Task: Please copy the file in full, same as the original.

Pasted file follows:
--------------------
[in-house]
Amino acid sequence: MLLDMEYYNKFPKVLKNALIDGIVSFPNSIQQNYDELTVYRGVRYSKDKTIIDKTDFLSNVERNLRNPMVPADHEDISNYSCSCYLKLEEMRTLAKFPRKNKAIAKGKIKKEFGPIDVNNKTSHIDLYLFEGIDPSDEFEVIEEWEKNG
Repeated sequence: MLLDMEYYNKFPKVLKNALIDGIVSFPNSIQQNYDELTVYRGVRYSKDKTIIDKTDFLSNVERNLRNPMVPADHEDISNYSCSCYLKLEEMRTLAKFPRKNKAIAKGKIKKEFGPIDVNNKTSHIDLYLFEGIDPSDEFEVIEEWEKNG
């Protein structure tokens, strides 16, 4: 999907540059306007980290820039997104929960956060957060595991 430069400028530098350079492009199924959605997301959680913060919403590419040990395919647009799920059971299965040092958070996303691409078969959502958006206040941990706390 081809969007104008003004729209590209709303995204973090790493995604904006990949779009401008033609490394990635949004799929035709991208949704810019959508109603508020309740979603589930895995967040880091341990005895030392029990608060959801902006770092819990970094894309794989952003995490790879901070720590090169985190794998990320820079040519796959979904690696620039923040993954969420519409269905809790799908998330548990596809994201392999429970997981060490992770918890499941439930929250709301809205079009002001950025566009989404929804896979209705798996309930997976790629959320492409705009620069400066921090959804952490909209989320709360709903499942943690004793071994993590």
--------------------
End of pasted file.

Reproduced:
[in-house]
Amino acid sequence: MLLDMEYYNKFPKVLKNALIDGIVSFPNSIQQNYDELTVYRGVRYSKDKTIIDKTDFLSNVERNLRNPMVPADHEDISNYSCSCYLKLEEMRTLAKFPRKNKAIAKGKIKKEFGPIDVNNKTSHIDLYLFEGIDPSDEFEVIEEWEKNG
Repeated sequence: MLLDMEYYNKFPKVLKNALIDGIVSFPNSIQQNYDELTVYRGVRYSKDKTIIDKTDFLSNVERNLRNPMVPADHEDISNYSCSCYLKLEEMRTLAKFPRKNKAIAKGKIKKEFGPIDVNNKTSHIDLYLFEGIDPSDEFEVIEEWEKNG
């Protein structure tokens, strides 16, 4: 999907540059306007980290820039997104929960956060957060595991 430069400028530098350079492009199924959605997301959680913060919403590419040990395919647009799920059971299965040092958070996303691409078969959502958006206040941990706390 081809969007104008003004729209590209709303995204973090790493995604904006990949779009401008033609490394990635949004799929035709991208949704810019959508109603508020309740979603589930895995967040880091341990005895030392029990608060959801902006770092819990970094894309794989952003995490790879901070720590090169985190794998990320820079040519796959979904690696620039923040993954969420519409269905809790799908998330548990596809994201392999429970997981060490992770918890499941439930929250709301809205079009002001950025566009989404929804896979209705798996309930997976790629959320492409705009620069400066921090959804952490909209989320709360709903499942943690004793071994993590």